Capturing the Beauty of Life in Art

Capturing the Beauty of Life in ArtWhen you arrive at the home of Bainbridge Island artist Claudia McKinstry, you immediately notice the gardens. They cover most of the 2-acre-plus waterfront property where McKinstry and her husband have lived for more than four decades. Then you see the red caboose that’s one of McKinstry two art studios — and you hear the happy clucking of her 20 or so chickens.

All those things — trees, gardens, chickens, the sweeping view of Puget Sound — are inspirations for her paintings. Every painting tells a story.

Claudia McKinstry
Claudia McKinstry

With the eye of a prolific artist, McKinstry sees the tiniest details: trees swaying, reflected on the fender of a shiny car. Children’s profiles against the caboose. The antics of a chicken. The texture of cabbage leaves. Light shining through a sunflower. Things that other eyes might overlook or take for granted.

McKinstry has been making art since she was a child.

“It’s what I always have wanted to do,” she said. “I just have to make art.”

Travels to Mexico, Romania and other European countries also provide material. She’s always on the lookout for opportunities and inspirations — the “painting alerts,” as she calls them.

The big studio
The big studio

She paints primarily in watercolor and in oils and occasionally in egg tempura. She’s probably best known for her garden-inspired botanicals and her beloved chickens.

McKinstry uses the caboose studio for painting watercolors. The other, larger studio, is for “the stinky stuff” — oil painting — and bigger pieces.

“I’m not a fast painter,” she said. “‘I’d love to be able to make a painting in a day, like some other artists I know, but it usually takes me three or four months to finish something.”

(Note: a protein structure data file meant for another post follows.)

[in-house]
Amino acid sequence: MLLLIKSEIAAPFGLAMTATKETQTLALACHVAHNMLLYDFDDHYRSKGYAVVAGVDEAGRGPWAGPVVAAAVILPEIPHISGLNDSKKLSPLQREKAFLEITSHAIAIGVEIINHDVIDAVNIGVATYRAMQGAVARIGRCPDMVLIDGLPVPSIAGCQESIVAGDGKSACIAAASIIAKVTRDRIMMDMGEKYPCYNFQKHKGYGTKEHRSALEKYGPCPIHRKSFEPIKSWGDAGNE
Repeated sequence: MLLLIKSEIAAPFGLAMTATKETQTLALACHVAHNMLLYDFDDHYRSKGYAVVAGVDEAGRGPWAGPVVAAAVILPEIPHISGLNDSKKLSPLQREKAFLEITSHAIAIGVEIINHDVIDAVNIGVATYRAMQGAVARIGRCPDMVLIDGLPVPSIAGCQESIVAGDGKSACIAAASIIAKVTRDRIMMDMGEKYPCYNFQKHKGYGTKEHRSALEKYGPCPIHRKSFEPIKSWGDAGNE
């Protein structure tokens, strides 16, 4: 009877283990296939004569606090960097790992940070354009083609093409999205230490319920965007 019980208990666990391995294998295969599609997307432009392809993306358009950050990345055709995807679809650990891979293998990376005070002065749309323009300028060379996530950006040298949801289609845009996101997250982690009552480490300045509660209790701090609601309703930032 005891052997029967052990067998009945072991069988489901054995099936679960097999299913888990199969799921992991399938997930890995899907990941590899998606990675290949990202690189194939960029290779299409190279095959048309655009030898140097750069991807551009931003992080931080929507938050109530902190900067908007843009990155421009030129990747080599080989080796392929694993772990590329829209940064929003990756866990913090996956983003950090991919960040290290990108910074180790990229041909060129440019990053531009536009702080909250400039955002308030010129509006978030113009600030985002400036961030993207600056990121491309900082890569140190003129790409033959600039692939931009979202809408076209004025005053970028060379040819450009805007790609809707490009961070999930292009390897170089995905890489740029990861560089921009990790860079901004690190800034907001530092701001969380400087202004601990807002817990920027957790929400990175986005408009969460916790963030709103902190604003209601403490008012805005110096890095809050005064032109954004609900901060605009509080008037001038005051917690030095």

The larger studio also functions as an art-filled bed-and-breakfast apartment that McKinstry calls the Artist Studio B&B. Occasionally guests can add a personalized art lesson to their stay.

Capturing the Beauty of Life in Art“I like for it to be more of a ‘retreat’ than the usual B&B experience,” she said.

In addition to being known for her paintings (she has had numerous exhibitions at Bainbridge Arts & Crafts gallery, which is now called The Art Project), McKinstry is well known as a teacher. She has taught art at Olympic College and at the alternative high school on the island, and also offers art classes in her two studios.

“I call it ‘mentoring’ more than ‘teaching,'” she said. “I try to find out what style or subject matter the person is most interested in, and then I try to balance teaching the basics of art with the student’s individual style. If all my students’ work looked like mine, I’d be pretty disappointed.”

Capturing the Beauty of Life in ArtMcKinstry and her husband recently completed a yearlong project building a small, cozy second home on the property, which is located next to Fay Bainbridge Park.

Capturing the Beauty of Life in Art“We tore down an old double-wide and replaced it with a little house. It was fun but it was a lot of work, with a lot of decisions to make,” she said. “I was the contractor, so I didn’t get to spend much time in the studio. And I really long to be in the studio when I’m not there.”

The new house will be used as a wintertime rental or a family-size bed and breakfast.

Every painting she makes speaks to her personally, “and the message continues for whoever will stop and listen,” McKinstry said.

Capturing the Beauty of Life in Art“Every painting is a teacher, not only teaching me about color and form and the technical problem-solving that each one provides, but about appreciating what is here, before me, and listening to the hidden message, the mystery and beauty of life,” she said.

The beauty of life is one of the things that keeps her coming back to botanicals as her subject matter.

“I don’t seem to be able to go for very long without painting a flower,” she said with a smile.

Painting in progress
Painting in progress

The beauty of life also entices her to paint for hospitals and hospice facilities.

“What my heart really loves is to make art that promotes healing,” McKinstry said. “I love painting things that are living, vibrant and full of life. I think art can be so important to the healing process or giving comfort.”

Before the Great Recession, many of McKinstry’s paintings went to hospitals in Texas, Chicago, Portland and elsewhere. One of her larger paintings is in the Narita airport in Japan.

McKinstry’s artistic talents have rubbed off on some of her kids. A daughter in Seattle recently opened a shop called Studio Life where people can do creative things like making greeting cards. Another daughter in Tennessee is a professional photographer who specializes in unique wedding photos.

McKinstry never ceases to be grateful that she’s able to do what she loves — to have found, as the Russian expression says, “the blessed work” — and to live in beauty.